⏇ Zan. ⊱October, 2021⊰
⪽ 3 minutes
I've fallen into a bit of a slump. I'm writing this to document my process of getting back on track and finding momentum again.
Whether it's working on personal projects, writing, making music or any other pursuit I have been finding that I am a creature of momentum. It's much easier to keep working and push myself if I'm already on a roll. Focussing when I'm in the swing of things is a breeze. If I fall off my habits, the virtuous cycle is broken, and I find myself starting from scratch.
This is inherently a problem about flywheels. Flywheels are heavy, rotating masses that take a long time to get up to speed. Once they do, however, it's very hard to slow them down. 2021 has been the first year that I have been able to effectively direct long-term, sustained effort into any project.
A few months ago I felt like my inertia was high. Small setbacks were absorbed and taken in stride. My creativity, output and fun were all running high. The current company I work at is being acquired. They're spinning up an internal team in another state to take over development, and I'll be redundant in February. While this is ultimately a good thing, marking time until the handover date is wreaking havoc on my motivation.
My work situation can be though of as an external force being applied to my creative and motivational flywheel, draining energy at a constant rate. So I'm writing this blog post, I find that small wins and having fun tends to kick-start a virtuous cycle.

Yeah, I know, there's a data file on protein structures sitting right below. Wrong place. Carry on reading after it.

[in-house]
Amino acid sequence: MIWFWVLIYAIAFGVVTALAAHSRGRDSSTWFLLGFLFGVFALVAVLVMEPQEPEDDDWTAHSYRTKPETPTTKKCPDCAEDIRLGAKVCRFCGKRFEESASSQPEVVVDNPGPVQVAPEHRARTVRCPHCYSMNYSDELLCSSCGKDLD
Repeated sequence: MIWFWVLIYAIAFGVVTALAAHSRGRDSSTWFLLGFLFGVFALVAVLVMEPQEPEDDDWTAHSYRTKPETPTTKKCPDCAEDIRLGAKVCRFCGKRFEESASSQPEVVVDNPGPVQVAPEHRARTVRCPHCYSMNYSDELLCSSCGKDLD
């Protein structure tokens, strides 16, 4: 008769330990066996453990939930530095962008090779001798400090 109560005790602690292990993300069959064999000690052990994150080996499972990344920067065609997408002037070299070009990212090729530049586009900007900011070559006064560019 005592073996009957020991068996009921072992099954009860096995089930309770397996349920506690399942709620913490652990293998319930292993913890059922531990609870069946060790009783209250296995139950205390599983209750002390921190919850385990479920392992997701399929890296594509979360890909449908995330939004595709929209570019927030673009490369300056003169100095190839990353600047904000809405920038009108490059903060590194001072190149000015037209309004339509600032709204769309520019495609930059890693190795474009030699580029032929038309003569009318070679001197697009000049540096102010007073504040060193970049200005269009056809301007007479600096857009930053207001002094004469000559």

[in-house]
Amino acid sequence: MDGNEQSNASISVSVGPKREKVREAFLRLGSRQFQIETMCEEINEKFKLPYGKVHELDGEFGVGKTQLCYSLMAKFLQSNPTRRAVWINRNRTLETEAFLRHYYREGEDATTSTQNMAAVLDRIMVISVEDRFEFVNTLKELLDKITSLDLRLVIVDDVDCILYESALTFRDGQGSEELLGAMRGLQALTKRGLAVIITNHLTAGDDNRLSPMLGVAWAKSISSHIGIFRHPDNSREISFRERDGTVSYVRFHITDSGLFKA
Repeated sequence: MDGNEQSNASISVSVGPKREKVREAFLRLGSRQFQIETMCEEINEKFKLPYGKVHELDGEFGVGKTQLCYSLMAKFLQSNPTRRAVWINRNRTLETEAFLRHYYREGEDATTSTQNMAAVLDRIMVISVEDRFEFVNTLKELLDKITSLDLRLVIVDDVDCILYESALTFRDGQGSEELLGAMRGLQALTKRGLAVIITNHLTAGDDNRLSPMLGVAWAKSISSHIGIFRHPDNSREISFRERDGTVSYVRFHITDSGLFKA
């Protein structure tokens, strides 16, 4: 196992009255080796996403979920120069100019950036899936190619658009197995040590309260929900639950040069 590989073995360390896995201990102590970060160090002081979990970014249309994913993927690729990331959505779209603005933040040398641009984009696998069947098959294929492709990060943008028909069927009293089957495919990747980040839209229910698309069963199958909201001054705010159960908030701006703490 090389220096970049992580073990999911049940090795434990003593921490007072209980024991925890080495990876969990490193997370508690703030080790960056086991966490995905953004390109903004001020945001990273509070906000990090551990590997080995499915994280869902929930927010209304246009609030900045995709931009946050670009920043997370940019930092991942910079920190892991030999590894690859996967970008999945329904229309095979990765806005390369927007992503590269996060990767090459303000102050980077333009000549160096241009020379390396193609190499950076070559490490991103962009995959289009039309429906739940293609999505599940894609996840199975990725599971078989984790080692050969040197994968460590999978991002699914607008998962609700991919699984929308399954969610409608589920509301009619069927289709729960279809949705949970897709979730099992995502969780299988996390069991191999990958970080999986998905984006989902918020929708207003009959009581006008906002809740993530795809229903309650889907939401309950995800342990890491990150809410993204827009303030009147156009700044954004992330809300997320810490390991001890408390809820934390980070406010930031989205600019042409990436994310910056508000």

Boundless.Garden is an outlet for me. It's a place I can explore how to hijack myself in two ways:
I'm very early in this exploration. It's a daunting and challenging task to understand one's motivations. It's even more daunting to create a system to encourage top performance. Luckily there's a lot of prior art on the matter.
According to The Art of Impossible it all starts with intrinsic motivation[-1]. It's vital to find something that captures interest. When I first started programming I saw the burgeoning embers of a possible future, and I've been successfully pursuing that ever since. It's not enough though, in order to capture my sustained attention I need to explore and create, be exposed to diverse ideas and challenges. Recently I've been finding a lot of satisfaction in synthesising written works.
I was set on my path of exploration, now I seek to build a framework of extrinsic motivation around me. In the words of Iroh, "while it is always best to believe in oneself, a little help from others can be a great blessing"[-1]. As hyper-social primates, social reinforcement can be an incredible motivational influence. While I try not to live my life for status or other people; it would be foolish to ignore such a powerful tool.
Understanding myself—what makes me tick, makes me effective—might take years. As I further understand myself and my motivational complex I plan on writing more on this topic, and thus I have aspirationally titled this post Momentum 1.
See you in the next one.